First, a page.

ARCHIBUS Success Story

Today America, Tomorrow the World!

Siemens Connects All US Accounts Using ARCHIBUS

by Tom Pagurek, Integrated Service Management, Siemens Medical Systems, Inc.

Siemens Integrated Service Management (ISM) offers single-point multi-vendor solutions which provide healthcare organizations with maintenance and repair on all key medical equipment, regardless of manufacturer. ISM needed to find a single software solution that was affordable, could meet the requirements of Siemens' customers, and could run the Integrated Service Management business worldwide. This means maintaining biomedical equipment uptime at more than 140 far-flung medical facilities. Furthermore, this software had to be flexible, multi-lingual, easy to use, customizable, and meet the requirements of the global business. The winner? ARCHIBUS.

It's All In the Planning
ISM had been utilizing the ARCHIBUS Building Operations application to drive a select group of individual accounts for 18 months in eight countries. After one year of internal development, Siemens incorporated the use of ARCHIBUS in all 33 of their United States ISM Projects. Utilizing Building Operations, an easy-to-navigate Executive Information System, and a customized, dialog-driven interface, Siemens found it could enforce its own business rules and internal processes for managing each of its accounts.

The Global Model
An international management team was assembled with a single technical representative to establish the requirements of the software. Among the requirements discussed was the need for all Siemens offices worldwide to use the same schema, in order to ensure the project's success. The plan was to deploy ARCHIBUS at every ISM account worldwide, then bring all of the data together in one location for oversight of all business operations, outlined as follows:

Since the United States has the most ISM Projects, it was decided early on that the model should be tested there. The domestic model was much like the global model: This centralized database would serve as a business tool to reduce costs and also be the repository of a strategic knowledge base.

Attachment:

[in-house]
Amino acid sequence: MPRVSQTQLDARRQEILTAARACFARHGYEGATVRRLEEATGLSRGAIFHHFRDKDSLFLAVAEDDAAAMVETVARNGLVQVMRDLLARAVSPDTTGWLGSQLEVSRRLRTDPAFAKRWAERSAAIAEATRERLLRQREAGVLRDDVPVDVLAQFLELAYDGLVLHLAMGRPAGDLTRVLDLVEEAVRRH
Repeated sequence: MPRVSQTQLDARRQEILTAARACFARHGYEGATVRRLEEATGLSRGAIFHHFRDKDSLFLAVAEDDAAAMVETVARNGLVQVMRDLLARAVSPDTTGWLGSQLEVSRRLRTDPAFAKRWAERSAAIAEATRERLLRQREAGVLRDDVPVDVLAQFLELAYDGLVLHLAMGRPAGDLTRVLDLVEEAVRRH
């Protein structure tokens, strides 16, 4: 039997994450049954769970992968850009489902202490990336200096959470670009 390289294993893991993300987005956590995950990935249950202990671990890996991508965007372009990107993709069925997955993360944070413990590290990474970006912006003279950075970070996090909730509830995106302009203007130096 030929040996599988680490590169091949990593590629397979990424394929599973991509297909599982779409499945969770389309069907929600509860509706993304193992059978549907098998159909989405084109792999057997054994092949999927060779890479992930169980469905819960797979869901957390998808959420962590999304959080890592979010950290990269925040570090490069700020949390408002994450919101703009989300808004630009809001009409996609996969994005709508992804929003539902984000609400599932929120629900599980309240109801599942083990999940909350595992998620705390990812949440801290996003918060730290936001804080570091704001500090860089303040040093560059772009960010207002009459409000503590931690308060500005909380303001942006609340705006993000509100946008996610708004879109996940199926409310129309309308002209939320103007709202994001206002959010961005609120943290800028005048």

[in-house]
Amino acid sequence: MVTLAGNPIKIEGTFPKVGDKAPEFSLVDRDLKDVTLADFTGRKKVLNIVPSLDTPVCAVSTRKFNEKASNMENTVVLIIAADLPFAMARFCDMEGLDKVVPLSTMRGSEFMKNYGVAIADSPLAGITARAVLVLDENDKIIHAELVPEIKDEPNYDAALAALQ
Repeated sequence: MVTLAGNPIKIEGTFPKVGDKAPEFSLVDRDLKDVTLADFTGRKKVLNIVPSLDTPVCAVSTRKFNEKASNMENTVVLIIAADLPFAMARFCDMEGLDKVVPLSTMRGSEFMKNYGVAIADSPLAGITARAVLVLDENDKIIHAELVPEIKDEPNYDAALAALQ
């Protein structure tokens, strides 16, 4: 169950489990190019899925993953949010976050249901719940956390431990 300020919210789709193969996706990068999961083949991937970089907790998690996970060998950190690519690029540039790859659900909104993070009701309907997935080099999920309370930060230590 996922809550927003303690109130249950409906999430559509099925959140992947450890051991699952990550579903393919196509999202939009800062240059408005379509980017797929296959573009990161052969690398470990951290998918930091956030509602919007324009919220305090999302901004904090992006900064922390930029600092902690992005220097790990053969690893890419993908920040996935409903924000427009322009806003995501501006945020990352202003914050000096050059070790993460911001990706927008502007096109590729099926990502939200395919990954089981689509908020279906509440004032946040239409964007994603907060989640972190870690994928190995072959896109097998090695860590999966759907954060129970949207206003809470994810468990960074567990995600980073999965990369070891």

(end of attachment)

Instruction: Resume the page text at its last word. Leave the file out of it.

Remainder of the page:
Siemens Training and Development Center in Cary, North Carolina

Process Management
With personnel spread across the entire country and the ISM Management and Administrative Staffs located in Cary, North Carolina, it was imperative that all personnel have access to an efficient method to relay information. So often, in a large organization, e-mail is used as a tool to put the wheels of a business process in motion. This method, although widely used, is rather inefficient since it provides no method to monitor progress. If something falls through the proverbial cracks, or requires a change, it requires a follow-up e-mail or phone call.

Utilizing ARCHIBUS, event-driven database records from Siemens' field personnel are routed to the appropriate administrative or management staff member. One such process is the purchasing process; if a Siemens on-site manager needs to purchase a part that exceeds his purchasing authority, he simply adds it to his database and it is immediately routed to the appropriate individual within the organization whose approval is required. At any point in time the on-site manager can review that purchase order in his project database to see if the approval was granted. It does not stop there. The entire life cycle of that purchase order can be tracked in "real time" by the on-site manager until the point of invoice receipt and payment by the processing center. This is just one example of how Siemens enforces business rules while providing a closed loop system for feedback.

Uniting the States
In order to bring the consolidated database together, Siemens first had to create a separate ARCHIBUS project for each of the 33 ISM Projects on a central server located in Cary, NC. The data from the 33 ARCHIBUS Projects is combined into a single ARCHIBUS Project utilizing Sybase Replication Server. Sybase SQL Remote is used to synchronize the databases for ISM projects (which have a local server of their very own) to an exact replica of that project database on the server in Cary. The synchronization of the larger data set to the smaller data sets occurs in "real time" and provides for oversight of the entire operation from a central point. The open architecture of ARCHIBUS has afforded Siemens to utilize it as more than a database — it is also a valuable tool for managing organizations' critical biomedical equipment.

Vital Statistics

Organization:
Siemens Medical Solutions, Inc. Integrated Service Management (ISM)
Location:
Cary, NC
Facilities Facts:
33 ISM Projects consisting of 141 Medical Facilities in 19 states
ARCHIBUS Applications:
Building Operations Management
3rd Party Applications:
Medical Device Service Management developed by Siemens Medical Systems
Impetus for Implementation:
Required a unified database for maintaining biomedical equipment uptime at over 140 medical facilities; needed reliable system to ensure Siemens’ profitability in the service level agreement arena
Benefits:
Consolidated maintenance records into a worldwide database; used workflow automation to enforce business rules; built a knowledge base to reduce on-demand maintenance costs
Future Plans:
Web-based system for easier access domestically and globally; integration of all Siemens ISM accounts worldwide into a consolidated database; deployment of internally developed handheld application for Windows CE devices; a bi-directional link to SAP
Web Site:
www.siemensmedical.com
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